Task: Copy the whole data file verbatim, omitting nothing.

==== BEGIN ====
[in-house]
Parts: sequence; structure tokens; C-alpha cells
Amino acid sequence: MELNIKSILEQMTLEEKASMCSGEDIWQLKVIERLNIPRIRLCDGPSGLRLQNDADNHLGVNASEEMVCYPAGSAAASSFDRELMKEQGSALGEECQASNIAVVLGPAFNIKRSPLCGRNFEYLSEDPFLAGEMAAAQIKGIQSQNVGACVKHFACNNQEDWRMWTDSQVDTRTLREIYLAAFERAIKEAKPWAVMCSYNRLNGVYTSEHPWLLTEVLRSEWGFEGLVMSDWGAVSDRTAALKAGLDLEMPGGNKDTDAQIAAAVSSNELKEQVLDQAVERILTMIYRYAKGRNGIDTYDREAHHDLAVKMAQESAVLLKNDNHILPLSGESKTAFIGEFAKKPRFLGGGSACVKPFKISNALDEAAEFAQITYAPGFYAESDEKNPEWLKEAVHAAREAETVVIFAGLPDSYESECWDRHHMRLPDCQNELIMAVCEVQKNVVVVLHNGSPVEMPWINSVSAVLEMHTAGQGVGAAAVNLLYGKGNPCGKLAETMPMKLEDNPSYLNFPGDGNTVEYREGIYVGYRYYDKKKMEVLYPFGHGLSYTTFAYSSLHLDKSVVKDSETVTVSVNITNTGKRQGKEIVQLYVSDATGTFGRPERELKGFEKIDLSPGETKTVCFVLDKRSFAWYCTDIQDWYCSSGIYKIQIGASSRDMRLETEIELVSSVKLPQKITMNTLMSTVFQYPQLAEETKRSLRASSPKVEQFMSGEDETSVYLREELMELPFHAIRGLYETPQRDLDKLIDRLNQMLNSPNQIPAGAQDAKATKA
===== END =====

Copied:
[in-house]
Parts: sequence; structure tokens; C-alpha cells
Amino acid sequence: MELNIKSILEQMTLEEKASMCSGEDIWQLKVIERLNIPRIRLCDGPSGLRLQNDADNHLGVNASEEMVCYPAGSAAASSFDRELMKEQGSALGEECQASNIAVVLGPAFNIKRSPLCGRNFEYLSEDPFLAGEMAAAQIKGIQSQNVGACVKHFACNNQEDWRMWTDSQVDTRTLREIYLAAFERAIKEAKPWAVMCSYNRLNGVYTSEHPWLLTEVLRSEWGFEGLVMSDWGAVSDRTAALKAGLDLEMPGGNKDTDAQIAAAVSSNELKEQVLDQAVERILTMIYRYAKGRNGIDTYDREAHHDLAVKMAQESAVLLKNDNHILPLSGESKTAFIGEFAKKPRFLGGGSACVKPFKISNALDEAAEFAQITYAPGFYAESDEKNPEWLKEAVHAAREAETVVIFAGLPDSYESECWDRHHMRLPDCQNELIMAVCEVQKNVVVVLHNGSPVEMPWINSVSAVLEMHTAGQGVGAAAVNLLYGKGNPCGKLAETMPMKLEDNPSYLNFPGDGNTVEYREGIYVGYRYYDKKKMEVLYPFGHGLSYTTFAYSSLHLDKSVVKDSETVTVSVNITNTGKRQGKEIVQLYVSDATGTFGRPERELKGFEKIDLSPGETKTVCFVLDKRSFAWYCTDIQDWYCSSGIYKIQIGASSRDMRLETEIELVSSVKLPQKITMNTLMSTVFQYPQLAEETKRSLRASSPKVEQFMSGEDETSVYLREELMELPFHAIRGLYETPQRDLDKLIDRLNQMLNSPNQIPAGAQDAKATKA